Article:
Laughing Ahead:

Cape Fear Comedy Festival
May 18-21 • $8-$45
Soapbox Laundro-Lounge
255 N. Front Street

TEEN STAR TO COMEDIAN: ‘Family Ties’ actor Marc Price will be one of the funny men headlining the 2011 Cape Fear Comedy Festival. Courtesy photo.

Side-splitting laughter, courtesy of talented stand-up comedians and improv groups from across the country, will have Wilmington in stitches at the 2011 Cape Fear Comedy Festival. Co-founded by Matt Ward and Timmy Sherrill, the event is a four-day independently run improv, sketch and stand-up soiree, taking place this week.

Ward, who started as a comedian at the Soapbox Laundro Lounge, founded Port City’s Top Comic in 2009. Based on the event’s success, he mentioned a larger festival to Timmy Sherrill.

“I kept in touch with Timmy, and when he opened Nutt Street Comedy Room [in the Soapbox basement], I approached him about the festival idea.”

They wanted to ensure the festival was all-inclusive to the comedians themselves. “A lot of festivals are biased, and you get into them because of who you know,” Sherrill says. “We don’t want to operate that way.” As one of the only comedy festivals in the country run by comedians—not by agencies and club owners—Ward and Sherrill wish to keep the event “underground. Thus, they’ll save money by not bleeding the festival budget on headliners.

The goal of the Cape Fear Comedy Festival is to provide a gathering place for comics to develop their careers and enjoy themselves while taking part in a comedian friendly event. “We are continuing to allow comics who don’t necessarily get into larger festivals have an honest shot at getting into ours,” Sherrill says.

Featuring multiple networking opportunities, there will also be Comedy Promo Workshops conducted by Ward at Port City Java on 21 N. Front Street. Each evening will conclude with a meet-and-greet at Nutt Street Comedy Room, with improv classes, and marketing and promotional forums throughout the event.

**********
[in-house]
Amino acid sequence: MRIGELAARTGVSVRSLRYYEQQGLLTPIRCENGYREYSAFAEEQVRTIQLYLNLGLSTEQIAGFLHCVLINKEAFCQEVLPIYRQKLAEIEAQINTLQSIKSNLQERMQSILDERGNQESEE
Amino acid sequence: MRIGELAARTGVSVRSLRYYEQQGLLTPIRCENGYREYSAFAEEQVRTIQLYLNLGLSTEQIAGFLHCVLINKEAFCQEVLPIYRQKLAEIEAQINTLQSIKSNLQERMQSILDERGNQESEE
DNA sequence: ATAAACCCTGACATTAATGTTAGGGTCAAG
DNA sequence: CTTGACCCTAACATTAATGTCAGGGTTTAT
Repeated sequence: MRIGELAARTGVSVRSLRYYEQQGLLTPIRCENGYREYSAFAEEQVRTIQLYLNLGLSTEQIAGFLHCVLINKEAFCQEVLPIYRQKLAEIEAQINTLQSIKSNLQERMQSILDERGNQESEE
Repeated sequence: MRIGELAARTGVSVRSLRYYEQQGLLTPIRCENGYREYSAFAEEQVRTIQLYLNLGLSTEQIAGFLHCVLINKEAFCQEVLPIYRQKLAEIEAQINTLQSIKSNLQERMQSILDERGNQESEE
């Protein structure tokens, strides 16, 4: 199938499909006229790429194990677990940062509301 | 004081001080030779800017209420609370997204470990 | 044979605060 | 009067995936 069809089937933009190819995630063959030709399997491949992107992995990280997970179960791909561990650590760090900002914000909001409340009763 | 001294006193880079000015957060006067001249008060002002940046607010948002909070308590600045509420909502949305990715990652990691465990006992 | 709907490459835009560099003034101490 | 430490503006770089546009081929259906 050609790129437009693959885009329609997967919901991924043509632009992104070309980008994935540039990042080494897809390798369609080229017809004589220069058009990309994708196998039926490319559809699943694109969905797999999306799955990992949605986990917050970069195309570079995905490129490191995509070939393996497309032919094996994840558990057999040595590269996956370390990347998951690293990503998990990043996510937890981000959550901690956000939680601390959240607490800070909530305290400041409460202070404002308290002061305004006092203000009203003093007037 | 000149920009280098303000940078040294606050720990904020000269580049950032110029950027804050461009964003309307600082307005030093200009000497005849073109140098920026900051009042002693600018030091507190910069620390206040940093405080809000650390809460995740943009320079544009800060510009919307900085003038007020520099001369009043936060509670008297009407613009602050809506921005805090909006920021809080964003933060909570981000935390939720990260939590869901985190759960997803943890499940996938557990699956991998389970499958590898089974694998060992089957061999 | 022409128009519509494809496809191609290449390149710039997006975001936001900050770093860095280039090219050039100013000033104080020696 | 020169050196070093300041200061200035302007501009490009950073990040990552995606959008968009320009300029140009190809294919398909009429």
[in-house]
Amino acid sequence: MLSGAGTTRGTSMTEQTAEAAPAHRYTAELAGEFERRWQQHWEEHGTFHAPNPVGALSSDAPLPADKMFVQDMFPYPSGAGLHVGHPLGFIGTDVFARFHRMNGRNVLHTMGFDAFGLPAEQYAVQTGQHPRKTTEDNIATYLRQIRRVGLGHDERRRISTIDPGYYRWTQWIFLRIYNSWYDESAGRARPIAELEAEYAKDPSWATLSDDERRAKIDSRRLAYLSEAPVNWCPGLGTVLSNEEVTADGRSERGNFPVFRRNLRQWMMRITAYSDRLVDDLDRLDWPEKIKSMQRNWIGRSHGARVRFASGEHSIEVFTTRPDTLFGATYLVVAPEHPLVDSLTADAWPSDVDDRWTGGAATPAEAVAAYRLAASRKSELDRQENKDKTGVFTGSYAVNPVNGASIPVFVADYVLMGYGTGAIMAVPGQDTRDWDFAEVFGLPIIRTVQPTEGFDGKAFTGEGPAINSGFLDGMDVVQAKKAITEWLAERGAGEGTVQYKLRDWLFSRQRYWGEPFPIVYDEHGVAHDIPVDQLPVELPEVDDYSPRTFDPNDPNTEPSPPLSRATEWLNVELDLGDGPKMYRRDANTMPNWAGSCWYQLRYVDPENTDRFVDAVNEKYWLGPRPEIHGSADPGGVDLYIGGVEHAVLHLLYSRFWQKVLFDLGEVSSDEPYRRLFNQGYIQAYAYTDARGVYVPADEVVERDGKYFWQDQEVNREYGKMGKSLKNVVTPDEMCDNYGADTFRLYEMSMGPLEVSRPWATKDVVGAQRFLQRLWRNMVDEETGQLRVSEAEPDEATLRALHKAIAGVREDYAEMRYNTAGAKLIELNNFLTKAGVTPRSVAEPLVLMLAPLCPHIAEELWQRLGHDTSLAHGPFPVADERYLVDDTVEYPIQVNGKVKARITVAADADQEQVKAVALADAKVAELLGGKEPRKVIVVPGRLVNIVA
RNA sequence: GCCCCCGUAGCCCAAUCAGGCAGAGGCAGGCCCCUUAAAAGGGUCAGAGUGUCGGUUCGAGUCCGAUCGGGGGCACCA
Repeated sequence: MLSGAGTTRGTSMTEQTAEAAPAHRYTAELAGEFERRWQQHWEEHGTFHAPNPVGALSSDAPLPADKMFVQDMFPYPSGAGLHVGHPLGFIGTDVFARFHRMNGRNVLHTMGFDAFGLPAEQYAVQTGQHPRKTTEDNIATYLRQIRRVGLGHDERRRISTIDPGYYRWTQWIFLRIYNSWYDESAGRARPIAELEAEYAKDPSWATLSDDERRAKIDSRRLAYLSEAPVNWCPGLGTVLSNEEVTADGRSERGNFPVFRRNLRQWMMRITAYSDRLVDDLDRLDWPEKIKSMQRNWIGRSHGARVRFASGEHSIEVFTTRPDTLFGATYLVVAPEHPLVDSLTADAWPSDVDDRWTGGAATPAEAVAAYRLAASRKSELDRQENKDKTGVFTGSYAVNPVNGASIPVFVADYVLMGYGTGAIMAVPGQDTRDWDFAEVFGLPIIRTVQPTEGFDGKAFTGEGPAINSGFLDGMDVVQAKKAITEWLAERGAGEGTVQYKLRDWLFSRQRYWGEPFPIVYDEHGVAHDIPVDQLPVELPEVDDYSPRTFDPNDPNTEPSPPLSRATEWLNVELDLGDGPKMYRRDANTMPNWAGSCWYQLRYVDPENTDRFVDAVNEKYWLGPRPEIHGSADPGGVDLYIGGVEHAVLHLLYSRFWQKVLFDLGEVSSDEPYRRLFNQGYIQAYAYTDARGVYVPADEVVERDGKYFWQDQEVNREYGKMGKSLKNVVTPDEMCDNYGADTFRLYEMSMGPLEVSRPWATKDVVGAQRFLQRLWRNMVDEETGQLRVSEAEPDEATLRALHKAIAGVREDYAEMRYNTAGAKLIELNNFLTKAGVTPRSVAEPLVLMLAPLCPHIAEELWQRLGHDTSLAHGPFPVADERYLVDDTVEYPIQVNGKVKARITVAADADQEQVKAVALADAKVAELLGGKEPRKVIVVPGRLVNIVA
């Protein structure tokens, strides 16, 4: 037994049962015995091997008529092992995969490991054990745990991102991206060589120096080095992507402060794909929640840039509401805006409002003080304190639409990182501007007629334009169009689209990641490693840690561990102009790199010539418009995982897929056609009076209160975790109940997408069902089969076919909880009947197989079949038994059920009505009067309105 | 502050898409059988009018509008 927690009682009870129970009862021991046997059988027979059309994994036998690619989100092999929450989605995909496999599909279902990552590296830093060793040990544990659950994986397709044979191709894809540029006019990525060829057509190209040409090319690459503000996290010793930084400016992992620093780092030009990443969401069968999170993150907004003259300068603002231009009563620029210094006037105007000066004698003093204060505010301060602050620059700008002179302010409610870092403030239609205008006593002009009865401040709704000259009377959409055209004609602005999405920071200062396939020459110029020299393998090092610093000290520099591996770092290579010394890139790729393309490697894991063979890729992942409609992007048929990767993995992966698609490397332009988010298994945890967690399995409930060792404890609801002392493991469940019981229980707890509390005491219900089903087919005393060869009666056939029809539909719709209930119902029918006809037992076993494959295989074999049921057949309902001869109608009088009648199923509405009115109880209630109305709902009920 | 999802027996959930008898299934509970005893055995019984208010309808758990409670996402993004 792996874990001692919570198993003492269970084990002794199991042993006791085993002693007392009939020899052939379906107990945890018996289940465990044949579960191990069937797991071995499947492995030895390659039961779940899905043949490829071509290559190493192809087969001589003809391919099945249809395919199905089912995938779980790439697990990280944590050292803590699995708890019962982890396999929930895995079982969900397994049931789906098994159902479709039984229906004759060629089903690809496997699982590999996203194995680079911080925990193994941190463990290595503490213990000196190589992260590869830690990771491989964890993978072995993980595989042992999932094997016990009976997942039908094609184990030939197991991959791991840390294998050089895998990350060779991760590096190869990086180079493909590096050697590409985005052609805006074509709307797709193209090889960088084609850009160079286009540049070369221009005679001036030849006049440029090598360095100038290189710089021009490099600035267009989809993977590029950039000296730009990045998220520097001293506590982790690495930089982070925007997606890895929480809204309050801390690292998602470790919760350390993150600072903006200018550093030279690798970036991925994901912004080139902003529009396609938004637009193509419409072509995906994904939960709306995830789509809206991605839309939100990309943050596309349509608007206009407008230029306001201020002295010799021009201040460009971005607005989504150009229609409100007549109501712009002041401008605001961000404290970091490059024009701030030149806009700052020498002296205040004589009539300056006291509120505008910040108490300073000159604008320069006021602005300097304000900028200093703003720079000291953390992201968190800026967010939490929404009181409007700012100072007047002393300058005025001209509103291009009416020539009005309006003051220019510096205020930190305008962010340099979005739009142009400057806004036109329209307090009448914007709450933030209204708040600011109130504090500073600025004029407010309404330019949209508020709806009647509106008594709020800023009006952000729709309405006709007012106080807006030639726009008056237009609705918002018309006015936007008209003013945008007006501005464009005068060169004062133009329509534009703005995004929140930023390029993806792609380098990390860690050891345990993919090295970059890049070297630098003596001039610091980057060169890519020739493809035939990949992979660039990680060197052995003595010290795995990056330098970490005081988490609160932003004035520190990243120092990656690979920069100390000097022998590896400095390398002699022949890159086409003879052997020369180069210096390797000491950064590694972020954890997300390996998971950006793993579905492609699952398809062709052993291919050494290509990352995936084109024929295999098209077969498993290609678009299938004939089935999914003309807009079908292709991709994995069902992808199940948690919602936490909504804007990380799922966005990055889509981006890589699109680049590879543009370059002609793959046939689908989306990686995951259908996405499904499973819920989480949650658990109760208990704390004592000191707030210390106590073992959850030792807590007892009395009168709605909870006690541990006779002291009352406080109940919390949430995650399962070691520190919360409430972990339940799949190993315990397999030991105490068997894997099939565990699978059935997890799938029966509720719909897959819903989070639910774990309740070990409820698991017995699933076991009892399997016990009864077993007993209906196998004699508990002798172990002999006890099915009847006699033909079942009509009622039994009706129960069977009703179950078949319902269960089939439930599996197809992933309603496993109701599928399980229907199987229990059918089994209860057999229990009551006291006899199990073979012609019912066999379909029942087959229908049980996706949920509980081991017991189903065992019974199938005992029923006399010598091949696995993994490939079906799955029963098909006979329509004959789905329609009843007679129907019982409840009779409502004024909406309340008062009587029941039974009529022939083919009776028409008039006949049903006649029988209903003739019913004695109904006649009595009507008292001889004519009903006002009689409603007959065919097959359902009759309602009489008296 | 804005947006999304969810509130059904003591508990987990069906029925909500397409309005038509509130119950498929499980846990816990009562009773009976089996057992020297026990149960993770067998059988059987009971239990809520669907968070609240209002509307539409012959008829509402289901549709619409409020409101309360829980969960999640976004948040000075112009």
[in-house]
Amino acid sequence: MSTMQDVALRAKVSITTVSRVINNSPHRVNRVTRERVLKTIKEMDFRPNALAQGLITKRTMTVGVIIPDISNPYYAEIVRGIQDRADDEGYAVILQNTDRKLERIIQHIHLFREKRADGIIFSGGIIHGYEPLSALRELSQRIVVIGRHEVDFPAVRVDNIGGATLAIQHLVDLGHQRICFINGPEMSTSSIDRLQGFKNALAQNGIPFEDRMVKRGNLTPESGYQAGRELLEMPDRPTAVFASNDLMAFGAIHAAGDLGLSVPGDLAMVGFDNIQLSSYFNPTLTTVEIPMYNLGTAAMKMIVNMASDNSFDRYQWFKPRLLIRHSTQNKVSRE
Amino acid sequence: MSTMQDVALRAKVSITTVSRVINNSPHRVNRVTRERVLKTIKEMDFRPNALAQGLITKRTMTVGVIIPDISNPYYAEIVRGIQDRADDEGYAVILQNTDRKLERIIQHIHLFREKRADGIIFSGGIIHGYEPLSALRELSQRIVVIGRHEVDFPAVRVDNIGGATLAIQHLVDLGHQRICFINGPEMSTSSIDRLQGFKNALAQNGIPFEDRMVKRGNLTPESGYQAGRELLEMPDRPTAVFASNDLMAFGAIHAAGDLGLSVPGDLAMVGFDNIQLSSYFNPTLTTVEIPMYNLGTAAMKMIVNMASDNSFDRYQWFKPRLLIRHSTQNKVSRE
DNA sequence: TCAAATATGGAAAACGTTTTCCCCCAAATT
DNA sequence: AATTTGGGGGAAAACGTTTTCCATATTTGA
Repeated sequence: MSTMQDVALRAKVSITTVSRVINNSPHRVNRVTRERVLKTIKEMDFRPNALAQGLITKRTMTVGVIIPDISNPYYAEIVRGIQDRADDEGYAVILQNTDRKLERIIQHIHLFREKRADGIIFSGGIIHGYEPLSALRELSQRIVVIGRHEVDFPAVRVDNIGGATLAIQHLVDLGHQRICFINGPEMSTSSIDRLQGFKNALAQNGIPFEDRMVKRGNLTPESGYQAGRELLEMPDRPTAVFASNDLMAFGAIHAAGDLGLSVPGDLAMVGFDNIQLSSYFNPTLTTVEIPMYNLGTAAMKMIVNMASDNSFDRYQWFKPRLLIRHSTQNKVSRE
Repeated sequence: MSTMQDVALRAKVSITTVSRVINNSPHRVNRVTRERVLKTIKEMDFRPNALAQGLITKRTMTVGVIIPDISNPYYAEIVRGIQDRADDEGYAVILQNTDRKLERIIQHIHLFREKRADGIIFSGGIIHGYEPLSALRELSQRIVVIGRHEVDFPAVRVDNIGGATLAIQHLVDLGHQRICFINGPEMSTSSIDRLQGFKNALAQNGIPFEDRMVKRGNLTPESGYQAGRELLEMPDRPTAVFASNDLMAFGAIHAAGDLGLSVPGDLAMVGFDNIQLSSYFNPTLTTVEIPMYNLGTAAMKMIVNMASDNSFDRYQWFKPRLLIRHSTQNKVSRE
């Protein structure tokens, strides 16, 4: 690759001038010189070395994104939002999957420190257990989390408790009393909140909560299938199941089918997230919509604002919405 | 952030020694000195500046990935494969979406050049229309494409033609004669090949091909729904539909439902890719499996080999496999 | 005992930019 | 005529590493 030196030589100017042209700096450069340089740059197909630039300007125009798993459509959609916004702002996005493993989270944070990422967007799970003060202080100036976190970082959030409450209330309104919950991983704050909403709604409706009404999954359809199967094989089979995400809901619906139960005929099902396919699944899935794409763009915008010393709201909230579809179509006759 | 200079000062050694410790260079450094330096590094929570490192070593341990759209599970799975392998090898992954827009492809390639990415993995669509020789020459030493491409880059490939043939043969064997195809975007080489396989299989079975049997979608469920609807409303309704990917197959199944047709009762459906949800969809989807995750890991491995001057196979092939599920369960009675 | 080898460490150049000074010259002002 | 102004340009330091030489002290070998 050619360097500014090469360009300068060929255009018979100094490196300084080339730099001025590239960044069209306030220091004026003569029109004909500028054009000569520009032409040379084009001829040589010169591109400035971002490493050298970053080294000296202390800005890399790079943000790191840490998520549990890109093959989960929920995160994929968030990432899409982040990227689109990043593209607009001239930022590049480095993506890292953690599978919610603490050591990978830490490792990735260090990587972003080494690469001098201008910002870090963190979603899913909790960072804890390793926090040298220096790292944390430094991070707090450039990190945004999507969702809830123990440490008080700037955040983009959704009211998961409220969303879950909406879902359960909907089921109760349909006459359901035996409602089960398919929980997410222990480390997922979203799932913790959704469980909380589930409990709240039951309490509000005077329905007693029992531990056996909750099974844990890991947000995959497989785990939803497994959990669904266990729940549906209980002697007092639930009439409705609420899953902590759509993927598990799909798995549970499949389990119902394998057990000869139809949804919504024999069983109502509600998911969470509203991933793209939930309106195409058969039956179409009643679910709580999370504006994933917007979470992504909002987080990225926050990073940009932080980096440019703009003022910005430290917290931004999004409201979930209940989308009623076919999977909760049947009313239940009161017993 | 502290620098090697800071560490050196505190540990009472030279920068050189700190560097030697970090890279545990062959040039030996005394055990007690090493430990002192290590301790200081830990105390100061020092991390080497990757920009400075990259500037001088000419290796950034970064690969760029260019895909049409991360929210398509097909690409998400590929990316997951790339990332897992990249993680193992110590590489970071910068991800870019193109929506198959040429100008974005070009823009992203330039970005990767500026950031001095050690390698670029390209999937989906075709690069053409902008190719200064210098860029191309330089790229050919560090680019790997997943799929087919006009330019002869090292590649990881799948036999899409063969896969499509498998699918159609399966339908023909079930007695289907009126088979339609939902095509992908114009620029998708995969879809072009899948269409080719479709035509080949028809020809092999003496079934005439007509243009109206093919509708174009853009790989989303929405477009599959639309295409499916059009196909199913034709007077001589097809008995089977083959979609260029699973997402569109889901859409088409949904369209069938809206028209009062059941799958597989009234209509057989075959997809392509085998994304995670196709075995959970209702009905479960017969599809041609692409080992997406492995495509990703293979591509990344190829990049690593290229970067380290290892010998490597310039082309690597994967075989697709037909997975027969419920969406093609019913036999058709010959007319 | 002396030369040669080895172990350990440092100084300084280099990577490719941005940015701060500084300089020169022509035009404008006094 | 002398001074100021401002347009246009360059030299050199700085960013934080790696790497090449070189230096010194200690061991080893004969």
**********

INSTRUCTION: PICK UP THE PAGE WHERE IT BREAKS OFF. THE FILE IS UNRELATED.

Although Ward and Sherrill want the festival to one day be larger and competitive, Sherrill says he wishes to see it “grow slowly and evolve into something special for the comedians and Wilmington.”

Last year about 850 came out to watch comedy over the four-day period. Ward and Sherrill expect to see more laughing faces this year. The top floor of the Soapbox will have headlining acts throughout the festival; the middle floor and downstairs will host a variety of improv, sketch and stand-up comedy.

A change of venue takes place Wednesday night, May 18, for the finale of Port City’s Top Comic, held at City Stage at Level 5 on 21 North Front Street.  After weeks of competition, the funniest will be crowned.

Sherrill has selected comedians who show festival-level comedy based on their online submission tapes. Headliners do not submit, rather they are invited to perform. On the bill: Kyle Grooms and Marc Price.

Former “Family Ties” sitcom star Marc Price was invited to the festival because of his impressive sell-out performances at Nutt Street in February. Dubbed by fans as the “Generation X Comic,” Price is known to tackle issues unique to post-baby boomers.

Kyle Grooms also made a lasting impression at Nutt Street and is best known for his stand-up special on Comedy Central. Other notable appearances include on VH-1, NBC’s “Last Comic Standing” and “Chappelle’s Show.”

There are 40 total performers scheduled, a fraction compared to nearly 100 last year. “We found that it didn’t really benefit [the comedians] as much, because it limited their stage time,” Sherrill explains of the cutback. “We are turning our focus to the comics to make sure they enjoy it from a performance stand-point but also give them more stage time to make it worth the drive.”

Individual tickets can be purchased for about $8 per show; however, limited- and all-access day passes are being introduced for the first time this year. A day pass will get audiences into the Soapbox venue between the lounge and basement for two comedy showcases.  Also, included will be the bands and after party in the lounge from 11 p.m. to 2 a.m.

The all-access pass is for all four days of comedy showcases—eight in all—and nightly live music.

The festival pass includes four days of comedy showcases, the bands and both headlining shows from Marc Price on May 20 and Kyle Grooms on May 21 at 8 p.m. For tickets, passes and the full schedule of events go

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